The Student News Site of Sacramento City College

The Express

The Student News Site of Sacramento City College

The Express

The Student News Site of Sacramento City College

The Express

ODD NEWS | The writing’s on the walls

Christopher Geanakos
[email protected]

From the most posh of communities to the poorest of neighborhoods, graffiti seems omnipresent. It’s such an established norm that it appears to blend seamlessly into the background of Sacramento’s urban jungle.

At City College, things are no different.

There’s not much that distinguishes the vandalism on campus from most anywhere else. The obligatory crude remarks are present, as are the cliché depictions of bodily organs. Don’t believe me? Take a look at the men’s bathroom in the Administration of Justice Building and have your fill.

The barrage of vandalism ensures that City College custodians are kept very busy. According to Bob Torres, City College custodian, he usually has to wash over graffiti at least three times a week.

Donna Nguyen, also a City College custodian, believes that despite efforts to keep the campus clean, these acts of vandalism will still occur.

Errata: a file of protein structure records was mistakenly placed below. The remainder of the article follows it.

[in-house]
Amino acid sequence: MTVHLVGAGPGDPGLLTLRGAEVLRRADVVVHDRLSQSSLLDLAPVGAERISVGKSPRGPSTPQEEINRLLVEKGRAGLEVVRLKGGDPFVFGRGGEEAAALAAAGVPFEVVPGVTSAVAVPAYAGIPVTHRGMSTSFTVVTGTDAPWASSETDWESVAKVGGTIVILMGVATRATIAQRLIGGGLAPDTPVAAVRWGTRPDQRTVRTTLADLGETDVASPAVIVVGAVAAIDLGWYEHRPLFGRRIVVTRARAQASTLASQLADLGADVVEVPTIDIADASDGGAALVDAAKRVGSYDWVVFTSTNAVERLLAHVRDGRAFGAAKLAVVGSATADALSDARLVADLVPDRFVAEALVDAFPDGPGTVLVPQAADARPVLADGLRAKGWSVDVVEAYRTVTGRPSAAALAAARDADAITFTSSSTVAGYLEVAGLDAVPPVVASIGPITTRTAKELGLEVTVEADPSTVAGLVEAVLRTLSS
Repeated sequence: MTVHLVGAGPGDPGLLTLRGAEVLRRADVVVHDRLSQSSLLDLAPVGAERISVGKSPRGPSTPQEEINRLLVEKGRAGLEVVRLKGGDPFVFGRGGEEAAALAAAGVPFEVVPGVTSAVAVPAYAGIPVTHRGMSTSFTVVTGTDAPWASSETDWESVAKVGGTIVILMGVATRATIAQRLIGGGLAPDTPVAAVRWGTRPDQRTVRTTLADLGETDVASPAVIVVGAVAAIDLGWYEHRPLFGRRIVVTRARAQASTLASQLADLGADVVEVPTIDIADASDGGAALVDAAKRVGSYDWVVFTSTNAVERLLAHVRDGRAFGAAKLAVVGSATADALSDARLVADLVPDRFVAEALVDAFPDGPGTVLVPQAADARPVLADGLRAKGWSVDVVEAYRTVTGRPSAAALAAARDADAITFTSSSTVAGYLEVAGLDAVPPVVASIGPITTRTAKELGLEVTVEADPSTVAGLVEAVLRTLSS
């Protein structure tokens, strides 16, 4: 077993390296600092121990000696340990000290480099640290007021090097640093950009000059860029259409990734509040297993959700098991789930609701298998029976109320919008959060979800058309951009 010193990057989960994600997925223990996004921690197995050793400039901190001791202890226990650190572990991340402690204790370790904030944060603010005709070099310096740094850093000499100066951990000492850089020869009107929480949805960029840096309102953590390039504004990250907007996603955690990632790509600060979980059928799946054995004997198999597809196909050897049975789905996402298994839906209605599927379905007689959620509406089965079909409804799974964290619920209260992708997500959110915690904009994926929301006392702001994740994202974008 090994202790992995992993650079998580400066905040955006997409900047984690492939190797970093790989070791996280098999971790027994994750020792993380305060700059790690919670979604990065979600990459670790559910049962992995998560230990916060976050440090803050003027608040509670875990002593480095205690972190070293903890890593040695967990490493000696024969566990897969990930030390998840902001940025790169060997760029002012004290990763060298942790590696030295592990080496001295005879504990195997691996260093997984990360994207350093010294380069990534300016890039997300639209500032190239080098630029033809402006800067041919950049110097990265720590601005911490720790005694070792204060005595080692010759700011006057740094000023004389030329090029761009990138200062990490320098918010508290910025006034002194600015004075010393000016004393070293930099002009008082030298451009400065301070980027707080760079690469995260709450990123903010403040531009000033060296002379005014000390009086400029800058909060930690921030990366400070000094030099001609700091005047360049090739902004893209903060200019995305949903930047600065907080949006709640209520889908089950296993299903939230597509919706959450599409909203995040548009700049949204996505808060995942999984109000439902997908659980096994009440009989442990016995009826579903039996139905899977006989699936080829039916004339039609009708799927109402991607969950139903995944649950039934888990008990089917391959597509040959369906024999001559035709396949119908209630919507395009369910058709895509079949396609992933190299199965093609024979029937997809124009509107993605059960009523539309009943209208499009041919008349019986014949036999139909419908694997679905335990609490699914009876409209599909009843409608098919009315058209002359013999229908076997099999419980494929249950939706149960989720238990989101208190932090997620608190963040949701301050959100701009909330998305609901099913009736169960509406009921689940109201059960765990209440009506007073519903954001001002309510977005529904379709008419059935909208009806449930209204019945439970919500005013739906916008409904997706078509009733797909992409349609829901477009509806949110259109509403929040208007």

“It’s horrible. Every day it is here,” Nguyen commented.

Although it’s likely that many students find some humor or entertainment in the tagging found on campus, not all students are amused.
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“It’s kind of stupid,” said Michael Stephens, English major. “If these guys really have so much to say, then why do they spend their time drawing on bathroom walls?”

Campus police understand why graffiti is such a problem in bathrooms.

“The real problem with taggers is you actually have to catch them in the act,” Los Rios Community College Police Officer Christian Keister said. “That’s why you see a lot in the bathroom. You got privacy there.”

However, not all graffiti on campus is restricted to the bathroom, and not all is vulgar.

A skull and crossbones motif adorns the walls of Rodda Hall North, with a word caption that reads “suck it.” Although many would find this a tad offensive, it’s actually light and whimsical in comparison to some of the more crass tagging on campus.

“Lea Wazz Hea, June 9, 2007” is also inscribed by marker on the concrete slab lining the stairway of Rodda Hall North. It’s just a little scribble; however, it set me to thinking.

This Lea could still be strolling about the campus or long gone; so long as his or her name stays written on the walls for students to see, it doesn’t matter. Perhaps it’s this permanence of the message that drives so many to vandalize school property. Although I’m sure that some do it for shock value, as well.

In the case of Lea, his or her presence is cemented, at least until the custodians wipe it away.

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